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College of Liberal Arts

University of Mississippi

Oxford Shakespeare Festival Kicks Off 2011 Season June 11 with ‘Twelfth Night”


William Shakespeare’s “Twelfth Night” opens at 8 p.m. Saturday (June 11) at Meek Hall Auditorium, kicking off the 2011 Oxford Shakespeare Festival.

Additional performances for “Twelfth Night” are set for 2 p.m. Sunday (June 12), June 25 and July 10, and 8 p.m. June 17 and July 1-2 and 8-9. Tickets are $14 for adults and $11 for seniors, students and youth.

“Twelfth Night” is part of the 2011 OSF season, which is dubbed “A Season of Intrigue.” Other shows in the season, which runs through July 10, are Shakespeare’s historical play “Henry IV, Part One” and a family production of the Lerner and Loewe musical “Camelot,” based on the legend of King Arthur. Both “Henry IV, Part One” and “Camelot” are slated for the Ford Center for the Performing Arts.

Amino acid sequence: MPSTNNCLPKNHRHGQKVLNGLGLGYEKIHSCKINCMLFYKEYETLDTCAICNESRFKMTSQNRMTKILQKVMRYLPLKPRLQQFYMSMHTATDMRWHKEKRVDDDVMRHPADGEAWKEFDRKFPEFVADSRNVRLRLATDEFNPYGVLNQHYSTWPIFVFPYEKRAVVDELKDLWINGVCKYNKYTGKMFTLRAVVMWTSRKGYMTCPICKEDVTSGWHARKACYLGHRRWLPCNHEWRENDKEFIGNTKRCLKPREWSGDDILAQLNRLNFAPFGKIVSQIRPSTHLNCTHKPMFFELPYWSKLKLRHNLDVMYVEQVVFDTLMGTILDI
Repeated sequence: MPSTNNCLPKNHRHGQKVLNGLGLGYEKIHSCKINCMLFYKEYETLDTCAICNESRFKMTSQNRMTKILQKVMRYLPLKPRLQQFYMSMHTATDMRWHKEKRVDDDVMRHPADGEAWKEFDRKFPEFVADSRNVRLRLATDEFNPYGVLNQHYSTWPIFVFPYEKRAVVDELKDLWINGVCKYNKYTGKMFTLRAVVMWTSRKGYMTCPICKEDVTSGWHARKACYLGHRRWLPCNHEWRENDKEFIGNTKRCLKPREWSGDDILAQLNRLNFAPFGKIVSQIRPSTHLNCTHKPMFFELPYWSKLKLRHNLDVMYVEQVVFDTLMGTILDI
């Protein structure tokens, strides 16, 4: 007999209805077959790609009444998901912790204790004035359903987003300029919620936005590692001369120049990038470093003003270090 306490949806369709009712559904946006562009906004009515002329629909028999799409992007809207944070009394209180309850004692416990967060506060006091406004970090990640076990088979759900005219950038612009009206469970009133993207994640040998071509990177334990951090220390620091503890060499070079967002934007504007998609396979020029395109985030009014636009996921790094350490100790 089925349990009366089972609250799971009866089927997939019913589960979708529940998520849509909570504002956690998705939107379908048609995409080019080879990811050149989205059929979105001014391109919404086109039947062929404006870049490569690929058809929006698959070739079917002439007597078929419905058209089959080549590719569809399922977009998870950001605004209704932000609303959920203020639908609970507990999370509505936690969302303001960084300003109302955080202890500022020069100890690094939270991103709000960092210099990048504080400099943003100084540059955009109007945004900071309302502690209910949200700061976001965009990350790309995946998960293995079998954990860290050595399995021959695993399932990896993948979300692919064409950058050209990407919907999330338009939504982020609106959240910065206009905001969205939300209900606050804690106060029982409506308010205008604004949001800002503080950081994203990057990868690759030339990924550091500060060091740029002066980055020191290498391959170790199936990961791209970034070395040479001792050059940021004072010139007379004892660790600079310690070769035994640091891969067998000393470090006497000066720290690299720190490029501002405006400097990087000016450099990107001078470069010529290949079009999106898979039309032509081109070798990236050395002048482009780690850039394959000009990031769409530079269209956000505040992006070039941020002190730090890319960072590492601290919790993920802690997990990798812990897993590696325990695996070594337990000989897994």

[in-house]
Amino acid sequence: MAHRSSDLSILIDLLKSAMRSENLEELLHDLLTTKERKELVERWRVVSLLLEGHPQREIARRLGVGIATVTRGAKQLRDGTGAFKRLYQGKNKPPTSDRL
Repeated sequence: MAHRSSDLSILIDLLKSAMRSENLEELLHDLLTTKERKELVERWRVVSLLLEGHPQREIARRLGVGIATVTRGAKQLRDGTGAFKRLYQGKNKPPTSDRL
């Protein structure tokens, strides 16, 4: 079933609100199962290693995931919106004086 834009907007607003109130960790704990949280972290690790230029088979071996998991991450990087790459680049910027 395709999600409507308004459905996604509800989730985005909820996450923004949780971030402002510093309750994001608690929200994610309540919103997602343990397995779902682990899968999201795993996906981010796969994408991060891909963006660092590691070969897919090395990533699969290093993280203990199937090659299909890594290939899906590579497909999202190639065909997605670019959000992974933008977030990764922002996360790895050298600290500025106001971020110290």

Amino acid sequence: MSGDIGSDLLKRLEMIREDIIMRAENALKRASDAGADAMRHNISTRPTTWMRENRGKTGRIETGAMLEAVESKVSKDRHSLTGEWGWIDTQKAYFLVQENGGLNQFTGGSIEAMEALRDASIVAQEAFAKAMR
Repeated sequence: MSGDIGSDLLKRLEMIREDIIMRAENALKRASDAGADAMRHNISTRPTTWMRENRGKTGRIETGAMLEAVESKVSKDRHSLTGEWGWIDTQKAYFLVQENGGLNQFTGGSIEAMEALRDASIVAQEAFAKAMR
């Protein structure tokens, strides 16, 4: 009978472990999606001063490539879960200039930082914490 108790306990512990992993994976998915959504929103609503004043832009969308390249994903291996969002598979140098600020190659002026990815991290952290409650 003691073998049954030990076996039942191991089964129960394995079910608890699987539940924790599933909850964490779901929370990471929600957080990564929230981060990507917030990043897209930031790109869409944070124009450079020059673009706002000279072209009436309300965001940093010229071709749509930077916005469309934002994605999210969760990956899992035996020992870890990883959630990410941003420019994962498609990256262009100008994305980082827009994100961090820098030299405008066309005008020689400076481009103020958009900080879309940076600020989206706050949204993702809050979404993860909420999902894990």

Also in conjunction with the OSF season, the fourth annual Gertrude Ford Symposium lecture is set for 2 p.m. June 21 at the E.F. Yerby Conference Center. The lecture, “Shakespeare and History,” is free and open to the public.

This year’s OSF season features performers, directors and designers from across Mississippi and the Midwest, said Joe Turner Cantu, artistic director for the festival and director for “Twelfth Night.”

A romantic charade of seductions, deceptions, misplaced passions and other mischief, the OSF production of “Twelfth Night” is set in New Orleans in 1915, and some characters will speak in classic Southern dialects, Cantu said.

“The whimsically alternating comedic and darker aspects of the play lend themselves to conceptualizing period settings that better communicate the overriding themes in this rhapsodic and musically dense play,” he said. “This led me directly to New Orleans, or more specifically, a more nostalgically romantic New Orleans: 1915.

“And, after several decades of acting, directing, and cutting Shakespeare’s plays for our contemporary audiences, I am convinced that, when appropriate to the text, Southern dialects lend themselves musically to Shakespeare’s heightened language; they also assist in bringing some characters into sharper focus.”